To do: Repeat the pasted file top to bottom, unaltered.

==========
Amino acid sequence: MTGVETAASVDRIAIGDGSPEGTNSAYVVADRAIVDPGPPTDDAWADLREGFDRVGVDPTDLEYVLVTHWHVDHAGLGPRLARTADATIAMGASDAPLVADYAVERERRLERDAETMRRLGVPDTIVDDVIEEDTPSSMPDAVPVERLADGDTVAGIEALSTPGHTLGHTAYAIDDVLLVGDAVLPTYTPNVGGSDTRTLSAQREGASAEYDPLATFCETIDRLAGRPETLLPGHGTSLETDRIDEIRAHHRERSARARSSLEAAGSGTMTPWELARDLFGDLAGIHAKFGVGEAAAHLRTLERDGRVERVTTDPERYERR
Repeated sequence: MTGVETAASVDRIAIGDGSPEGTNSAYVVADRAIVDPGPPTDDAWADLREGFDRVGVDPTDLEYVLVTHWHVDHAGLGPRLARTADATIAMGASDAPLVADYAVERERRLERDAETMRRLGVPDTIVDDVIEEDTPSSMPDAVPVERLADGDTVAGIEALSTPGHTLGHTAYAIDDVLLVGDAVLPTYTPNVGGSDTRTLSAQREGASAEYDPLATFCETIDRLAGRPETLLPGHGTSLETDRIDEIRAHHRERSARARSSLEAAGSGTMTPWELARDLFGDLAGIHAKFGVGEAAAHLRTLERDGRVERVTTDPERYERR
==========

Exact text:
Amino acid sequence: MTGVETAASVDRIAIGDGSPEGTNSAYVVADRAIVDPGPPTDDAWADLREGFDRVGVDPTDLEYVLVTHWHVDHAGLGPRLARTADATIAMGASDAPLVADYAVERERRLERDAETMRRLGVPDTIVDDVIEEDTPSSMPDAVPVERLADGDTVAGIEALSTPGHTLGHTAYAIDDVLLVGDAVLPTYTPNVGGSDTRTLSAQREGASAEYDPLATFCETIDRLAGRPETLLPGHGTSLETDRIDEIRAHHRERSARARSSLEAAGSGTMTPWELARDLFGDLAGIHAKFGVGEAAAHLRTLERDGRVERVTTDPERYERR
Repeated sequence: MTGVETAASVDRIAIGDGSPEGTNSAYVVADRAIVDPGPPTDDAWADLREGFDRVGVDPTDLEYVLVTHWHVDHAGLGPRLARTADATIAMGASDAPLVADYAVERERRLERDAETMRRLGVPDTIVDDVIEEDTPSSMPDAVPVERLADGDTVAGIEALSTPGHTLGHTAYAIDDVLLVGDAVLPTYTPNVGGSDTRTLSAQREGASAEYDPLATFCETIDRLAGRPETLLPGHGTSLETDRIDEIRAHHRERSARARSSLEAAGSGTMTPWELARDLFGDLAGIHAKFGVGEAAAHLRTLERDGRVERVTTDPERYERR